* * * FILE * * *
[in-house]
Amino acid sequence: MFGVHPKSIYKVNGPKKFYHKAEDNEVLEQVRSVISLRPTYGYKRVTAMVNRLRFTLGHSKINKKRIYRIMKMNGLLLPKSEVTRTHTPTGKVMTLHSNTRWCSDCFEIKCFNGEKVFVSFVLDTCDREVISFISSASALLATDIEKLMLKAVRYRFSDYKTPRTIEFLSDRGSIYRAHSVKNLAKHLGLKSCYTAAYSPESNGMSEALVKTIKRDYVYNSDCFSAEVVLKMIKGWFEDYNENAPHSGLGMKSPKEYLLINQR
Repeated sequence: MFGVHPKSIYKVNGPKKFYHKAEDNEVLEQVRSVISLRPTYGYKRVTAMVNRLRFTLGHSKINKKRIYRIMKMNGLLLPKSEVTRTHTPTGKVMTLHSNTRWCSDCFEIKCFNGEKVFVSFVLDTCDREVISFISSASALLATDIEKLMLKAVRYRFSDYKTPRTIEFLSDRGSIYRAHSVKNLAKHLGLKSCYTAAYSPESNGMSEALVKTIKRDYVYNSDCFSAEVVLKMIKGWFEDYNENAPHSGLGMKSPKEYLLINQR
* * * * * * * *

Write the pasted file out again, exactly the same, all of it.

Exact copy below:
[in-house]
Amino acid sequence: MFGVHPKSIYKVNGPKKFYHKAEDNEVLEQVRSVISLRPTYGYKRVTAMVNRLRFTLGHSKINKKRIYRIMKMNGLLLPKSEVTRTHTPTGKVMTLHSNTRWCSDCFEIKCFNGEKVFVSFVLDTCDREVISFISSASALLATDIEKLMLKAVRYRFSDYKTPRTIEFLSDRGSIYRAHSVKNLAKHLGLKSCYTAAYSPESNGMSEALVKTIKRDYVYNSDCFSAEVVLKMIKGWFEDYNENAPHSGLGMKSPKEYLLINQR
Repeated sequence: MFGVHPKSIYKVNGPKKFYHKAEDNEVLEQVRSVISLRPTYGYKRVTAMVNRLRFTLGHSKINKKRIYRIMKMNGLLLPKSEVTRTHTPTGKVMTLHSNTRWCSDCFEIKCFNGEKVFVSFVLDTCDREVISFISSASALLATDIEKLMLKAVRYRFSDYKTPRTIEFLSDRGSIYRAHSVKNLAKHLGLKSCYTAAYSPESNGMSEALVKTIKRDYVYNSDCFSAEVVLKMIKGWFEDYNENAPHSGLGMKSPKEYLLINQR